April 9, 2013
There have been a couple of stories in the last few days and weeks about the University of Texas, its future, and what it means for this state.
But odds are, unless you read the newspaper pretty closely, you only heard about one of them.
The story you know concerns the controversy over the governance of UT Austin – the giant, ugly, political mess that concerns UT Austin’s leaders, the UT System Board of Regents, Texas Senators and Representatives, the Governor, faculty members, countless alumni, tens of thousands of current students, hundreds of thousands of future students, and our state’s reputation and future.
It’s a big deal. This situation, which is sadly and amazingly turning into a showdown, will help chart the course for one of the most important institutions of higher education in this state.
Texas didn’t need this controversy. It’s an unnecessary, political, personality-driven conflict. UT Austin was doing just fine – actually, scratch that; it was doing much better than fine, and it has been for a long time – before this mess started. If people had just stuck to what they’re supposed to be doing, it would’ve been doing fine for a lot longer.
You know how I can tell?
If it ain’t broke …
Well, that brings me to the second story about UT that’s been out there recently: the foundational work to ensure that Austin will have a medical school that’s ready to accept students as early as 2016. Look: our new medical school even has a web site and everything.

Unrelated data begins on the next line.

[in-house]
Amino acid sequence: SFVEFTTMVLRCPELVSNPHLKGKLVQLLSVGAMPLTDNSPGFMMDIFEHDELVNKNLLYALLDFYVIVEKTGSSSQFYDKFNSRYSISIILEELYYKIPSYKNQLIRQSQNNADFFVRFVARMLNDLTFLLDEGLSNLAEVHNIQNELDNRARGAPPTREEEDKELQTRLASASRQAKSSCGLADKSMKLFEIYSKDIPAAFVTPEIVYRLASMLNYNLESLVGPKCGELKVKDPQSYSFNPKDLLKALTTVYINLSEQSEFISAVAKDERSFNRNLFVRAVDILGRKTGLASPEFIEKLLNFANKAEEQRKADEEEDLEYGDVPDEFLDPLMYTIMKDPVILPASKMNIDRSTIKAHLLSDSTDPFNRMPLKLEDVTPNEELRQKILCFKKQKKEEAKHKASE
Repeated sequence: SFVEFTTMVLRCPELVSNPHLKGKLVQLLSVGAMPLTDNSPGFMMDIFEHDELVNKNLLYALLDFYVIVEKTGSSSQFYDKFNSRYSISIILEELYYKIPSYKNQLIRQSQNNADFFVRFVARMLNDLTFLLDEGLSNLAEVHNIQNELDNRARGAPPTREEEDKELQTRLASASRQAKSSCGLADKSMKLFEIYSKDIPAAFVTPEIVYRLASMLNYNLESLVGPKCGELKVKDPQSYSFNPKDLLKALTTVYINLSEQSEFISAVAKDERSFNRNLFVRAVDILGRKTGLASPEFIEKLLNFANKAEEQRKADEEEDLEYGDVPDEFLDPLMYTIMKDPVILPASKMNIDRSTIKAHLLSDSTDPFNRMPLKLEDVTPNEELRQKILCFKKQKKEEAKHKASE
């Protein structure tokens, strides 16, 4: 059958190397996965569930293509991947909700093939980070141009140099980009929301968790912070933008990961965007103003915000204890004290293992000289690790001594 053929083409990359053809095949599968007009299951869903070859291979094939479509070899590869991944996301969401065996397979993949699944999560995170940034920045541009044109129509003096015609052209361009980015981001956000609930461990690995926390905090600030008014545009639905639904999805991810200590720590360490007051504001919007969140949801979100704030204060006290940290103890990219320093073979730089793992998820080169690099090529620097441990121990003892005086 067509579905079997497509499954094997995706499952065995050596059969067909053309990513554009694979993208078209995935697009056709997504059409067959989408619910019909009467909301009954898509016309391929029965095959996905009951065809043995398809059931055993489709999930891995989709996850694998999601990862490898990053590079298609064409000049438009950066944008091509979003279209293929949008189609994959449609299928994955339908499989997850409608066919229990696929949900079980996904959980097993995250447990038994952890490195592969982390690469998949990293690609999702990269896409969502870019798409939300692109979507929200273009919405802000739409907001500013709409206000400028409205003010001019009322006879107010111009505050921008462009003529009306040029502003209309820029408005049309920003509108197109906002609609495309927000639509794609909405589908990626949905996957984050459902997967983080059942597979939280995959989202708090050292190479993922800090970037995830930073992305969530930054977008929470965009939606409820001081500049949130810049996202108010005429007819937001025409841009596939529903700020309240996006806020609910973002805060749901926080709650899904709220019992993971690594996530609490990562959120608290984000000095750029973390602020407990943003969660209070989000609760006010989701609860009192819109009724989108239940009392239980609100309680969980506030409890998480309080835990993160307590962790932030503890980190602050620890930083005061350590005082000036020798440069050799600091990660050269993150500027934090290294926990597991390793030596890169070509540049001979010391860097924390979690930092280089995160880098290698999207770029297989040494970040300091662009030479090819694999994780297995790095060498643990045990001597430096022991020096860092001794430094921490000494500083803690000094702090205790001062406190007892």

This story doesn’t have the soap-operatic intrigue between big bureaucracies or powerful politicians. It’s progressed quickly and quietly since a lot of you helped write it last November by voting to pass Proposition 1, endorse my 10 Goals in 10 Years, support a new UT medical school and revamp health care in Travis County.
And remember, UT Austin and the UT System were in on this from the beginning. For years, UT Austin has been assembling the resources and assets that will make the med school possible. The UT System, meanwhile, guaranteed at least $25 million a year and another $40 million over the first eight years to assure this would happen.It’s a powerful narrative – one I’m enormously proud of. It demonstrates the blinding potential that’s contained in that campus and the System, as well as the massive returns UT can spin off to Texas when people work together and focus on the things they’re good at.It’s true: What starts here changes the world.Five months past the election, I’m enormously proud to report that the medical school and related initiatives are moving forward at a remarkable pace. It’s inspiring to watch.